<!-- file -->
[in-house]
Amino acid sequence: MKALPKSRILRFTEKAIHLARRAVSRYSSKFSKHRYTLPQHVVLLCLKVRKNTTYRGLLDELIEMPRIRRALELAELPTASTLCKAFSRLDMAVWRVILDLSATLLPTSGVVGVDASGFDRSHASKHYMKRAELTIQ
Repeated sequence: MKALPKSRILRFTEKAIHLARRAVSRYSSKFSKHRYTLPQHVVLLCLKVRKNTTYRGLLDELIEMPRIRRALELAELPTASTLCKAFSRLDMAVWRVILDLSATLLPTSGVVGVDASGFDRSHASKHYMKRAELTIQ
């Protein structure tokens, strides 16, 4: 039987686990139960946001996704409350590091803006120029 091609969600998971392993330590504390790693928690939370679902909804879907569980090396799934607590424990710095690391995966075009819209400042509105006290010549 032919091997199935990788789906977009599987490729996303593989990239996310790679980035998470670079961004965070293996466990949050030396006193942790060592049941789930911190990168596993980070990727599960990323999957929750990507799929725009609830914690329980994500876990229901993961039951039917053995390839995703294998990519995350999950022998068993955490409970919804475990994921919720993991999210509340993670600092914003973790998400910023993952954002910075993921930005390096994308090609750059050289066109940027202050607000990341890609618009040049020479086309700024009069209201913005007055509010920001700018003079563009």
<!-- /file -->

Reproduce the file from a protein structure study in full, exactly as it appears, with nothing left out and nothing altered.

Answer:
[in-house]
Amino acid sequence: MKALPKSRILRFTEKAIHLARRAVSRYSSKFSKHRYTLPQHVVLLCLKVRKNTTYRGLLDELIEMPRIRRALELAELPTASTLCKAFSRLDMAVWRVILDLSATLLPTSGVVGVDASGFDRSHASKHYMKRAELTIQ
Repeated sequence: MKALPKSRILRFTEKAIHLARRAVSRYSSKFSKHRYTLPQHVVLLCLKVRKNTTYRGLLDELIEMPRIRRALELAELPTASTLCKAFSRLDMAVWRVILDLSATLLPTSGVVGVDASGFDRSHASKHYMKRAELTIQ
């Protein structure tokens, strides 16, 4: 039987686990139960946001996704409350590091803006120029 091609969600998971392993330590504390790693928690939370679902909804879907569980090396799934607590424990710095690391995966075009819209400042509105006290010549 032919091997199935990788789906977009599987490729996303593989990239996310790679980035998470670079961004965070293996466990949050030396006193942790060592049941789930911190990168596993980070990727599960990323999957929750990507799929725009609830914690329980994500876990229901993961039951039917053995390839995703294998990519995350999950022998068993955490409970919804475990994921919720993991999210509340993670600092914003973790998400910023993952954002910075993921930005390096994308090609750059050289066109940027202050607000990341890609618009040049020479086309700024009069209201913005007055509010920001700018003079563009």